I love things like this, because they make it really easy to go from zero to having a real business in basically no time at all. I think that can be life-changing for a lot of people. If you’ve been thinking about starting a company, check these out, and let me know how it goes! (I keep longingly staring at both of these and wishing I had a good idea for a startup, but alas — I’ve got nothing!)
(Disclaimer: As you all know, I worked at Stripe for a little while and am a Stripe shareholder. However, I do not make a penny if you sign up for either Stack or Atlas, and the links above are not affiliate links — I’m just sharing them because they seem cool to me and I thought you might like them too!)
What I’m Listening To: I listened to this episode of The Screenwriting Life podcast and it really spoke to me. I’ve had a tough few weeks of writing, partly because I haven’t had as much time as I need and haven’t been sleeping because the baby hasn’t been sleeping, and when I sit at my computer I struggle to connect with my writing. Listening to this episode made me ask myself all kinds of questions about why I want to write and why I’m writing these specific things, and it helped me connect with my writing again. Highly recommend, especially if you’re in a writing slump!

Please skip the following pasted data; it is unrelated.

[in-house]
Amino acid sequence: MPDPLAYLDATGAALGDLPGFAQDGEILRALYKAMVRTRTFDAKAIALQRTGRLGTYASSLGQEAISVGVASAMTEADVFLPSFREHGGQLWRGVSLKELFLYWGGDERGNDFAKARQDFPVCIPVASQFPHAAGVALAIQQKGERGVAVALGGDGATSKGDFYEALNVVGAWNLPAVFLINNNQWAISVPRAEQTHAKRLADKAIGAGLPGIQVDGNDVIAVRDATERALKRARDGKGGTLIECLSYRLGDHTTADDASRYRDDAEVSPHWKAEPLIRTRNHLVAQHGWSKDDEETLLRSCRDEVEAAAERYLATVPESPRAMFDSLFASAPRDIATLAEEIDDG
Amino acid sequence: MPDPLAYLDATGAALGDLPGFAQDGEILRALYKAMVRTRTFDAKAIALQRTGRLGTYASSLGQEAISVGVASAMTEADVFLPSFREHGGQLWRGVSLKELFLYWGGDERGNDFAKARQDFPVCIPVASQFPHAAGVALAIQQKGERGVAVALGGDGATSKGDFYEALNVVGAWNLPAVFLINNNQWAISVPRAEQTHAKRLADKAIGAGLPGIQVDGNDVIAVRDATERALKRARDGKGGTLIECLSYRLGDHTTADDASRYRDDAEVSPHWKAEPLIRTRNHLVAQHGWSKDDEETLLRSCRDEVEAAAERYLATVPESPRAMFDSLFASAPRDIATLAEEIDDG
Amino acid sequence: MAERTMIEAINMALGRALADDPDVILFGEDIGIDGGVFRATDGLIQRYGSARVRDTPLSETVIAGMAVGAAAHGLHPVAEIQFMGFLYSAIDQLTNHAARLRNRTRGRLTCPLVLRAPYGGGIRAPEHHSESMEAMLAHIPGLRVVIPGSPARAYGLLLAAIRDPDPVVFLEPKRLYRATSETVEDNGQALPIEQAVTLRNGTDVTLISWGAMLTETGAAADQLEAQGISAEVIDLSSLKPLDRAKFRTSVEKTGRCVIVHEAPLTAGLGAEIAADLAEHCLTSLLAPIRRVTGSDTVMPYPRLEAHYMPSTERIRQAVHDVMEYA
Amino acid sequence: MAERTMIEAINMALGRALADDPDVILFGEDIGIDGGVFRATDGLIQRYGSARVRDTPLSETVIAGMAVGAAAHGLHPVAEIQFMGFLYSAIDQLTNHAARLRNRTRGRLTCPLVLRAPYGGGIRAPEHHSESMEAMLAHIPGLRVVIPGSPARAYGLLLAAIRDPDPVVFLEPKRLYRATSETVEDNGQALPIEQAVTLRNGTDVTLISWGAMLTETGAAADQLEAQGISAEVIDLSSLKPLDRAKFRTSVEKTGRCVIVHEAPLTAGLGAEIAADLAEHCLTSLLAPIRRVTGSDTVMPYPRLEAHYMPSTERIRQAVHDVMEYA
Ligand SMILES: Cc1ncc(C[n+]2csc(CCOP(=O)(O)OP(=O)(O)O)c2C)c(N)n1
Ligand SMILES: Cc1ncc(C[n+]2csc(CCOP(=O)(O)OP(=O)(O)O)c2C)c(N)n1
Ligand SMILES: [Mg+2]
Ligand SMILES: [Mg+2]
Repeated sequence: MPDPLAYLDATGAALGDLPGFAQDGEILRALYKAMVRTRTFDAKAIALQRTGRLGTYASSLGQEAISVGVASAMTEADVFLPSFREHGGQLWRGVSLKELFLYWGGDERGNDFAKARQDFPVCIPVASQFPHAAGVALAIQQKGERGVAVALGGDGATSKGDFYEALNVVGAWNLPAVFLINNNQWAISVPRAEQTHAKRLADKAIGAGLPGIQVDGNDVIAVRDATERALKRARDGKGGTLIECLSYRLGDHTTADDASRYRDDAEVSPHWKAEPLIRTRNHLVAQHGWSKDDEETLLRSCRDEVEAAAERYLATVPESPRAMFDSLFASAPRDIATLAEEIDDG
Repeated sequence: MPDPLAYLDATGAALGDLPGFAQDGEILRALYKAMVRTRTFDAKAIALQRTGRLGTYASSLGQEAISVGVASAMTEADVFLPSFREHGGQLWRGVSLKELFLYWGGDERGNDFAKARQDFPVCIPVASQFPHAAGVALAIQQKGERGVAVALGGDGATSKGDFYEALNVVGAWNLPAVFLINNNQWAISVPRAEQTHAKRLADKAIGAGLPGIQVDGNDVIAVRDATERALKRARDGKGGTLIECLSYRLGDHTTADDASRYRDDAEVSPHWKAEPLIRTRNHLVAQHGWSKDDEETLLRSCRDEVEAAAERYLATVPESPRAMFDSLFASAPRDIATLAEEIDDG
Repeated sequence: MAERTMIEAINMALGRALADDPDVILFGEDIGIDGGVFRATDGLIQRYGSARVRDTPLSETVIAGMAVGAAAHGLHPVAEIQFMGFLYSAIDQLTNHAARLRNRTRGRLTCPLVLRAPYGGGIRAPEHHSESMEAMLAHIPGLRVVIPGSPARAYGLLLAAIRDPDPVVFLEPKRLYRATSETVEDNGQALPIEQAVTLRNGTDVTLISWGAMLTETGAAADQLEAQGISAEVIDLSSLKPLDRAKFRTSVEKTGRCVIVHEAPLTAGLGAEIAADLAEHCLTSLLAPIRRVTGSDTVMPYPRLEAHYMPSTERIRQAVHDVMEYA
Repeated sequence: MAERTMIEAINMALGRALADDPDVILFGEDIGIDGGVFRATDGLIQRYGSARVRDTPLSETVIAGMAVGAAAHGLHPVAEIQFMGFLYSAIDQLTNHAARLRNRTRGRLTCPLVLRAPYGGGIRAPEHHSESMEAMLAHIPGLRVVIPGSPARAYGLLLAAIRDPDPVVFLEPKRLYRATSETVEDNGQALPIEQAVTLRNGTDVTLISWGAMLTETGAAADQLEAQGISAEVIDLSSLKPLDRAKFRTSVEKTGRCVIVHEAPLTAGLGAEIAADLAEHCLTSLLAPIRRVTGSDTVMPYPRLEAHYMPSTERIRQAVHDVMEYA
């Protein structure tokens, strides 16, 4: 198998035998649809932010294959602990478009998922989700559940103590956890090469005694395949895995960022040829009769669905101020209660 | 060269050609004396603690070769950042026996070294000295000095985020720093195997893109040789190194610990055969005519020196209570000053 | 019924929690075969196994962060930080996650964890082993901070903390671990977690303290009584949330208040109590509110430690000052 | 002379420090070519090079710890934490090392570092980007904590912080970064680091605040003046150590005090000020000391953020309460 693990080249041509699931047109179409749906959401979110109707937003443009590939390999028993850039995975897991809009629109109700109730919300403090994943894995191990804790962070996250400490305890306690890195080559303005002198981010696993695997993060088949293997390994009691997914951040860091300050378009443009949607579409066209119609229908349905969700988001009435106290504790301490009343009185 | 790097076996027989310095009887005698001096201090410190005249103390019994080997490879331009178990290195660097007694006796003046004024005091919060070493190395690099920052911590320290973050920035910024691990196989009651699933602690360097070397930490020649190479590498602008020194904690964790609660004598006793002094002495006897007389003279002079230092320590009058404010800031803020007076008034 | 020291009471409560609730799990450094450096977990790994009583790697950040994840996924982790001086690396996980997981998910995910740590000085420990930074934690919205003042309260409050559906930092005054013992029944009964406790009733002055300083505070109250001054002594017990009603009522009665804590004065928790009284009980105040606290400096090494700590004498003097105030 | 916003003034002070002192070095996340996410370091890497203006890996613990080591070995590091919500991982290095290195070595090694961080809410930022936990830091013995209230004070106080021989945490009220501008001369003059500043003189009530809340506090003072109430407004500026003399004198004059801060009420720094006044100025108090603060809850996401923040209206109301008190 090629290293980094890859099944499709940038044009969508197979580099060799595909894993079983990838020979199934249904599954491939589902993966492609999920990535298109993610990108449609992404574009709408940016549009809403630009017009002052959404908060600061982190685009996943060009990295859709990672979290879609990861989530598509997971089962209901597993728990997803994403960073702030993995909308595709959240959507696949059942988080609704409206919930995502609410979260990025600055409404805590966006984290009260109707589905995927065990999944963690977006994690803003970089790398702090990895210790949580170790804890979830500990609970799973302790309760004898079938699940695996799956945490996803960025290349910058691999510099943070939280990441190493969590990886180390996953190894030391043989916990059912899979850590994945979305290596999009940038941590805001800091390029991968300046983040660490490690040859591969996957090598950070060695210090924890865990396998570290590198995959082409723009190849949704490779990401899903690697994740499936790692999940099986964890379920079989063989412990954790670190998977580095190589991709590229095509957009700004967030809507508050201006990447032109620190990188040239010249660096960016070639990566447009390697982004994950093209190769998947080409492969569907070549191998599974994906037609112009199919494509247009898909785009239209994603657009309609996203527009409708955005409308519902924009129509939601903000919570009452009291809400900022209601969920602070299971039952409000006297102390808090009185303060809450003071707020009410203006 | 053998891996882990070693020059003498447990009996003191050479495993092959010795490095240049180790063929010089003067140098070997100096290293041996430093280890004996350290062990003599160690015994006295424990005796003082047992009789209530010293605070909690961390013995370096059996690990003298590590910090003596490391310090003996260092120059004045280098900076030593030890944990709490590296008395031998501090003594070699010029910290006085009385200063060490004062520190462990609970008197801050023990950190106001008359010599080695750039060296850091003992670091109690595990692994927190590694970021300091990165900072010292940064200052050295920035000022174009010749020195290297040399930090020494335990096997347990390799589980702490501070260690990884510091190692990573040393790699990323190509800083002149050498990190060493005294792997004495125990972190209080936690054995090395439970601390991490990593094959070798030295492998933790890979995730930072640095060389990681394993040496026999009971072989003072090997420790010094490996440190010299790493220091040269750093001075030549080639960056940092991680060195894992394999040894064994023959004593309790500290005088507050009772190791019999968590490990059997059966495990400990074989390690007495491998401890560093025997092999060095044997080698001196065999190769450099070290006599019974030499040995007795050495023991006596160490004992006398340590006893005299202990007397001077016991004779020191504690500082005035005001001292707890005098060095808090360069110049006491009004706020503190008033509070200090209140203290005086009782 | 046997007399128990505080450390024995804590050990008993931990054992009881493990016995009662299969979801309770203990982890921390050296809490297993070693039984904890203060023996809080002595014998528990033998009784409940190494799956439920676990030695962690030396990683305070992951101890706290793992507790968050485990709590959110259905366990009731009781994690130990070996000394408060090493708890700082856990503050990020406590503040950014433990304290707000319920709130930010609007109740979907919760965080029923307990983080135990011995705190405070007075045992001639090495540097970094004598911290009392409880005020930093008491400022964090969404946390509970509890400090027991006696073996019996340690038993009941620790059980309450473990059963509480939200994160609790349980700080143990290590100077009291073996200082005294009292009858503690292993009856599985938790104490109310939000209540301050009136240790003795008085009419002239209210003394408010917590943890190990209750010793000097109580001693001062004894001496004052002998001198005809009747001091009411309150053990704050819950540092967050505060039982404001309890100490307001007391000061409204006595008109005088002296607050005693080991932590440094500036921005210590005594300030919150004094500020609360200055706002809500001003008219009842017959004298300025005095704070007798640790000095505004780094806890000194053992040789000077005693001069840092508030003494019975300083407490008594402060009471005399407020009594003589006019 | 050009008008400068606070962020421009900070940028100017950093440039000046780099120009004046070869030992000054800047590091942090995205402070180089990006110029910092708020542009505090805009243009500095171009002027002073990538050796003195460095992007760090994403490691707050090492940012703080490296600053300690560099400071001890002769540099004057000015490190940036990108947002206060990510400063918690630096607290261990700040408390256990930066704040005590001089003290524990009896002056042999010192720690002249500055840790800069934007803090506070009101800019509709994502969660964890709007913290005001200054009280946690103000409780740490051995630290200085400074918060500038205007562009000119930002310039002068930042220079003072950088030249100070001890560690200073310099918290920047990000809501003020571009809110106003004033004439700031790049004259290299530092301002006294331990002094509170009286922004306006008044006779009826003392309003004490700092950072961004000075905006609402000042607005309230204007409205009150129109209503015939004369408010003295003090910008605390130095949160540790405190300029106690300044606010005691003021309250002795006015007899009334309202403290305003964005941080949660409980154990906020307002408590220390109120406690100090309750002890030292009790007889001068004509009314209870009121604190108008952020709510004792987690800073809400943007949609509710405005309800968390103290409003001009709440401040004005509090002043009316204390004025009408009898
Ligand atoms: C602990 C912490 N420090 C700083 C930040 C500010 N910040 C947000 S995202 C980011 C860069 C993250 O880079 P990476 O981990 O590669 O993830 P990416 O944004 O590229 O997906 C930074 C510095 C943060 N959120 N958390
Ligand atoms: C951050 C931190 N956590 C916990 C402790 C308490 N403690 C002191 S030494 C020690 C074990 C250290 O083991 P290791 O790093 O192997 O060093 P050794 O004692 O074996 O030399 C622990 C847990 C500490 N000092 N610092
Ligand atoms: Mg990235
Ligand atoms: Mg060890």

What I’m Reading: Matrix, by Lauren Groff. A fictional account of the life of Marie de France, written with a sort of urgency and frantic-ness that I have seen in other historical fiction recently (the style reminds me of Hamnet). Really enjoying it so far.
What I’m Studying: This week, I’m studying Billy Wilder’s films, and watching lots and lots of interviews with him to understand his approach to writing and directing.
What I’m Watching: A bunch of Billy Wilder films (Sabrina and Sunset Boulevard are two of my favorites). Also watching the original Lion King on repeat with my daughter; I hadn’t seen it since I was a kid, and wow, it really holds up and is even better than I expected — it blew me away! What a masterpiece!
What I’m Working On: I’m getting a pitch ready for a project I’m really excited about and really love. Also revising a pilot that I feel really connected to. And working on two novels — one I’m actively writing, and the other I’m still outlining. All very fun stuff :)
If you’re a subscriber, don’t forget to send in your questions for Friday’s Q&A!
Until next time!